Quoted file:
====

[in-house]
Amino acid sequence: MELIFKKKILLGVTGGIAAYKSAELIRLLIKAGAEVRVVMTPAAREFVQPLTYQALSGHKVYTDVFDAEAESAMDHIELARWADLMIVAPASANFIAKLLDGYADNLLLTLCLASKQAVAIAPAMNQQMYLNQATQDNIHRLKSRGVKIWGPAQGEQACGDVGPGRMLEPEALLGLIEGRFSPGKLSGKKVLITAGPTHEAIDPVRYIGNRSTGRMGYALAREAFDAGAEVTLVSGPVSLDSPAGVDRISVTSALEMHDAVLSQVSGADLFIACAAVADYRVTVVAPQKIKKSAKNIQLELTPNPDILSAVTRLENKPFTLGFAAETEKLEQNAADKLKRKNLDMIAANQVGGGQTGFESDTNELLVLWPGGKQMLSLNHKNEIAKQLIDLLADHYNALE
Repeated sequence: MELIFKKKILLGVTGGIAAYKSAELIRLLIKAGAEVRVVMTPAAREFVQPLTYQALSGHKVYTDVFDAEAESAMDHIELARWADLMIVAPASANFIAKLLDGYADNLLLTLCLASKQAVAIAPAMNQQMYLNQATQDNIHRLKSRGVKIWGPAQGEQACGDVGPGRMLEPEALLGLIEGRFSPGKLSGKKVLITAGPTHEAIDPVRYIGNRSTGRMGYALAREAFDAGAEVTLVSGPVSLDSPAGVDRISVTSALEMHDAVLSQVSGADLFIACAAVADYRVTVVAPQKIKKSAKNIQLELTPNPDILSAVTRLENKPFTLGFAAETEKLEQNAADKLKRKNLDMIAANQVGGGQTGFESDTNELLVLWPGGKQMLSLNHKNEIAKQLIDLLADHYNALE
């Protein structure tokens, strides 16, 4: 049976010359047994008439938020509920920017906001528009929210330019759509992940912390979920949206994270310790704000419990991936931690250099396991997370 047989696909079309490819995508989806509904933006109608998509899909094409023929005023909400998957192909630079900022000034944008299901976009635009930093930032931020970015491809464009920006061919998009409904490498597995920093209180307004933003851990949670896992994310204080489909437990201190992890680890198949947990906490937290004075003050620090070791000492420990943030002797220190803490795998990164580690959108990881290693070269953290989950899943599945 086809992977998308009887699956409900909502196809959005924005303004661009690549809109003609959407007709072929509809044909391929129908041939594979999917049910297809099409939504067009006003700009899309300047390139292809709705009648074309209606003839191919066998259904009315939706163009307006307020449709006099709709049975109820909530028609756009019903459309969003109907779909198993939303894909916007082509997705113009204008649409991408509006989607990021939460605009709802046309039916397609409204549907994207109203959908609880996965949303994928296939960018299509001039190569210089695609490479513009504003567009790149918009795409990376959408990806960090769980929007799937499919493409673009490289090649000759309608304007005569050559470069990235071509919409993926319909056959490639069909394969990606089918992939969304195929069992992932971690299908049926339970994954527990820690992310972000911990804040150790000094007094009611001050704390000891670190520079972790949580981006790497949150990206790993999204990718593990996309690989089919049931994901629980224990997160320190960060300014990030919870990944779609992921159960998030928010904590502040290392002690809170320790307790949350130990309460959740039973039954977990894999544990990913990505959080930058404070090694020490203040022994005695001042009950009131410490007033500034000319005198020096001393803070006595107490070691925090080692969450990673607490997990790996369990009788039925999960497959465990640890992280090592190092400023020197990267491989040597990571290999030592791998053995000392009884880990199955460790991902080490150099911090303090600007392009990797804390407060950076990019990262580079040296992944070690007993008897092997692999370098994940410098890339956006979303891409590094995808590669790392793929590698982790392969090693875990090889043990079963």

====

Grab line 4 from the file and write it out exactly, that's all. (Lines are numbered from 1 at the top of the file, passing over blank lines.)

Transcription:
């Protein structure tokens, strides 16, 4: 049976010359047994008439938020509920920017906001528009929210330019759509992940912390979920949206994270310790704000419990991936931690250099396991997370 047989696909079309490819995508989806509904933006109608998509899909094409023929005023909400998957192909630079900022000034944008299901976009635009930093930032931020970015491809464009920006061919998009409904490498597995920093209180307004933003851990949670896992994310204080489909437990201190992890680890198949947990906490937290004075003050620090070791000492420990943030002797220190803490795998990164580690959108990881290693070269953290989950899943599945 086809992977998308009887699956409900909502196809959005924005303004661009690549809109003609959407007709072929509809044909391929129908041939594979999917049910297809099409939504067009006003700009899309300047390139292809709705009648074309209606003839191919066998259904009315939706163009307006307020449709006099709709049975109820909530028609756009019903459309969003109907779909198993939303894909916007082509997705113009204008649409991408509006989607990021939460605009709802046309039916397609409204549907994207109203959908609880996965949303994928296939960018299509001039190569210089695609490479513009504003567009790149918009795409990376959408990806960090769980929007799937499919493409673009490289090649000759309608304007005569050559470069990235071509919409993926319909056959490639069909394969990606089918992939969304195929069992992932971690299908049926339970994954527990820690992310972000911990804040150790000094007094009611001050704390000891670190520079972790949580981006790497949150990206790993999204990718593990996309690989089919049931994901629980224990997160320190960060300014990030919870990944779609992921159960998030928010904590502040290392002690809170320790307790949350130990309460959740039973039954977990894999544990990913990505959080930058404070090694020490203040022994005695001042009950009131410490007033500034000319005198020096001393803070006595107490070691925090080692969450990673607490997990790996369990009788039925999960497959465990640890992280090592190092400023020197990267491989040597990571290999030592791998053995000392009884880990199955460790991902080490150099911090303090600007392009990797804390407060950076990019990262580079040296992944070690007993008897092997692999370098994940410098890339956006979303891409590094995808590669790392793929590698982790392969090693875990090889043990079963």